The voice-casting for the film is extraordinary for the people that is assemble as it includes longtime Pixar regular John Ratzenberger and Patrick Doyle as a couple of guards, Sally Klinghorn and Eilidh Fraser as the voice of the family maid Maudie, Callum O’Neill and Steven Cree as a couple of Merida’s suitors, Peigi Barker as the young Merida, and Steve Purcell as the witch’s pet crow. Robbie Coltrane, Craig Ferguson, and Kevin McKidd are very funny in their roles as the clan leaders who offer their sons to marry Merida while McKidd also voices one of the suitors. There’s also some great non-speaking parts such as the horse Angus and Merida’s young triplet brothers in Harris, Hubert, and Hamish where they provide a lot of hilarious moments for the film.

Julie Walters is wonderful as a secretive witch who provides Merida a dangerous spell as it’s a very charming character that is filled with humor and intrigue. Billy Connolly is great as the boisterous King Fergus who tries to understand both his wife and daughter while dealing with the clan leaders as Connolly provides a lot of funny moments for his character. Emma Thompson is brilliant as the stern Queen Elinor who tries to deal with her daughter’s rebelliousness while trying to understand her as it’s truly Thompson in one of her best roles. Finally there’s Kelly MacDonald in a fantastic voice performance as Merida. MacDonald provides all of the right notes to display Merida’s angst as well as her humility to create a truly engaging character that lives up to the many great characters from Pixar.

Brave is an enchanting and dazzling film from the team of Mark Andrews, Brenda Chapman, and Steve Purcell. Thanks to an amazing soundtrack, an outstanding ensemble voice cast, and a heartwarming story, it is a film that definitely carries a lot of what is expected from Pixar in terms of storytelling and great visuals. Although it might live up to some of the great films from the studio, it does at least provide a female heroine who does live up to a lot of the great characters that Pixar has created. In the end, Brave is a touching yet incredible film from Pixar Animation Studios.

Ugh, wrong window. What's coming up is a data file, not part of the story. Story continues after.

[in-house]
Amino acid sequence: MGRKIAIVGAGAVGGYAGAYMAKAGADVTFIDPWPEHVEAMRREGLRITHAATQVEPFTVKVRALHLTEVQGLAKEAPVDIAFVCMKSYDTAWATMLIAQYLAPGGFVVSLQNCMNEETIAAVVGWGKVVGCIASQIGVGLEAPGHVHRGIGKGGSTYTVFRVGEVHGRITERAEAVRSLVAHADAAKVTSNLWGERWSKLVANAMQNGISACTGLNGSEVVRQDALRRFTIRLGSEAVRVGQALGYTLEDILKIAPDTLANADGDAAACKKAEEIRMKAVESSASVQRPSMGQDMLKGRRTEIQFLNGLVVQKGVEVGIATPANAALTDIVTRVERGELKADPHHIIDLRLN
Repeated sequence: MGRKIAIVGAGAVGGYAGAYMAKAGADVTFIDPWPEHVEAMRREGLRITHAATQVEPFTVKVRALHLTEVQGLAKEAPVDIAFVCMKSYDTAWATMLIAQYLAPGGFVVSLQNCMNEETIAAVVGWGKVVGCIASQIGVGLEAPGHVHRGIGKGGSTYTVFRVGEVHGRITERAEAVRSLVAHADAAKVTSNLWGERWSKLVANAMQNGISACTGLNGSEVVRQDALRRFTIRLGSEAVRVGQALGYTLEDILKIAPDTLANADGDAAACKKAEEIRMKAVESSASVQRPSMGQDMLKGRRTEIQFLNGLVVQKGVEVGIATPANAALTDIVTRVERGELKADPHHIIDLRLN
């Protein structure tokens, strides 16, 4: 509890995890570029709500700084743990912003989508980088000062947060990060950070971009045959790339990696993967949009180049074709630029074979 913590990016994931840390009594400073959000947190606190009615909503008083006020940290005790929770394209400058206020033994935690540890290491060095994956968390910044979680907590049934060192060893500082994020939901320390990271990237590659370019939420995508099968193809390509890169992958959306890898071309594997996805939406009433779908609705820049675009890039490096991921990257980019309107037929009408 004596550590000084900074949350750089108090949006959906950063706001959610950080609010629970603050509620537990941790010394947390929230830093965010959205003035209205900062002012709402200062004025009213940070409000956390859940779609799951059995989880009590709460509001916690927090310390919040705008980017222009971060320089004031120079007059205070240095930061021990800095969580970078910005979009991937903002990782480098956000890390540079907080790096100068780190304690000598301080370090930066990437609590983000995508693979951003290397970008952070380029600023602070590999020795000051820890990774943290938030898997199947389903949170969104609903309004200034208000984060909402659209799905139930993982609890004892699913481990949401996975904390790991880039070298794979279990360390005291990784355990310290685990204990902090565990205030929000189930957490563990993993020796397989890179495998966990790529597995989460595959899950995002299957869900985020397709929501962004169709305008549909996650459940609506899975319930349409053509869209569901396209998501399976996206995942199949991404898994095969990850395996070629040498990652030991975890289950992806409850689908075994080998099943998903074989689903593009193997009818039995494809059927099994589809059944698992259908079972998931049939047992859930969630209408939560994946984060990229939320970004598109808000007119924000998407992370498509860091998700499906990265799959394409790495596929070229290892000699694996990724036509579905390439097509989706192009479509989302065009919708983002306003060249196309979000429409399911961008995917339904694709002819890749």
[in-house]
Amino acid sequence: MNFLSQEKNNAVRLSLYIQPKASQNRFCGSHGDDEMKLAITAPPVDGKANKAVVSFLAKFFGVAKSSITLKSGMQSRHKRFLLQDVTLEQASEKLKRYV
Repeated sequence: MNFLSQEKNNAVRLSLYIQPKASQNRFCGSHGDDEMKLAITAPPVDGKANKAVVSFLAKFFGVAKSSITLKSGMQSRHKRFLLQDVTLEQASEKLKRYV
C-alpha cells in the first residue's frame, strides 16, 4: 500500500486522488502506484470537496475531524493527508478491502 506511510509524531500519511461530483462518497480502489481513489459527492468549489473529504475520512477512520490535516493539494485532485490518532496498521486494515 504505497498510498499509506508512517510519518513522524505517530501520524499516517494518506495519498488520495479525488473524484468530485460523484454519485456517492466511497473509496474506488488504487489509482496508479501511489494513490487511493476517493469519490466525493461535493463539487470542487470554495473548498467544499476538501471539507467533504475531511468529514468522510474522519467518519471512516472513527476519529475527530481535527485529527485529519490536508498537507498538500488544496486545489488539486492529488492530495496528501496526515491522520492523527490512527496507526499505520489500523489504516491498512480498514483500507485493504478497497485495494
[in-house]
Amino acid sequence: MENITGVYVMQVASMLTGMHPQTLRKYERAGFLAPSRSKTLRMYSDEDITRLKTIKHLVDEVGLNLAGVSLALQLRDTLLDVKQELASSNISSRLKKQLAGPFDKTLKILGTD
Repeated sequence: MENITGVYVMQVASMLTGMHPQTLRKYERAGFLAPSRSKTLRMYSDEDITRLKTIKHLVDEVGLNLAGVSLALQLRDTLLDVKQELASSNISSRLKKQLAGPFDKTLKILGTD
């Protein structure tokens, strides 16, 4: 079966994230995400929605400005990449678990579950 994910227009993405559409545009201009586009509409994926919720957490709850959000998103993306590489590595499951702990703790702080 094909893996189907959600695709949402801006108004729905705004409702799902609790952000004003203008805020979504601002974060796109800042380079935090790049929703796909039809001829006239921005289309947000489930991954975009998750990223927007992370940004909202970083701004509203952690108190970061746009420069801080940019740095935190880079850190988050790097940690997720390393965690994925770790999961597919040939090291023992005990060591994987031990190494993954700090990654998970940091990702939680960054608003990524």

Pixar Films: Toy Story - A Bug's Life - Toy Story 2 - (Monsters Inc.) - (Finding Nemo) - The Incredibles - Cars - Ratatouille - WALL-E - Up - Toy Story 3 - Cars 2 - Monsters University - Inside Out - The Good Dinosaur - (Finding Dory) - (Cars 3) - Coco - Incredibles 2 - Toy Story 4 - (Onward) - Soul (2020 film) - (Luca (2021 film)) - Turning Red - (Lightyear) - (Elemental (2023 film)) - (Elio (2024 film)) - (Inside Out 2) - (Toy Story 5)

© thevoid99 2012


Anonymous said...

That twist in the middle of the flick just totally bothered me and I couldn't get past it. Still, I enjoyed this flick, I just think that Pixar dropped the ball on what could have been amazing. Good review Steve.

s. said...

Nice review and glad you liked it! Can't wait to see this one, I'm listenining to the score right now and it's lovely.

Diana said...

Great review as always Steven! I can't wait to see it, unfortunately it won't come out in UK until August, so still one month and something left!

thevoid99 said...

@Dan-I was able to be engaged by the twist because I felt it was crucial to Merida's character development.

@Thanks-I too enjoyed the score and for once, something by Mumford & Sons that didn't annoy me.

@Diana-Thanks. You'll definitely enjoy this if you're into strong female characters.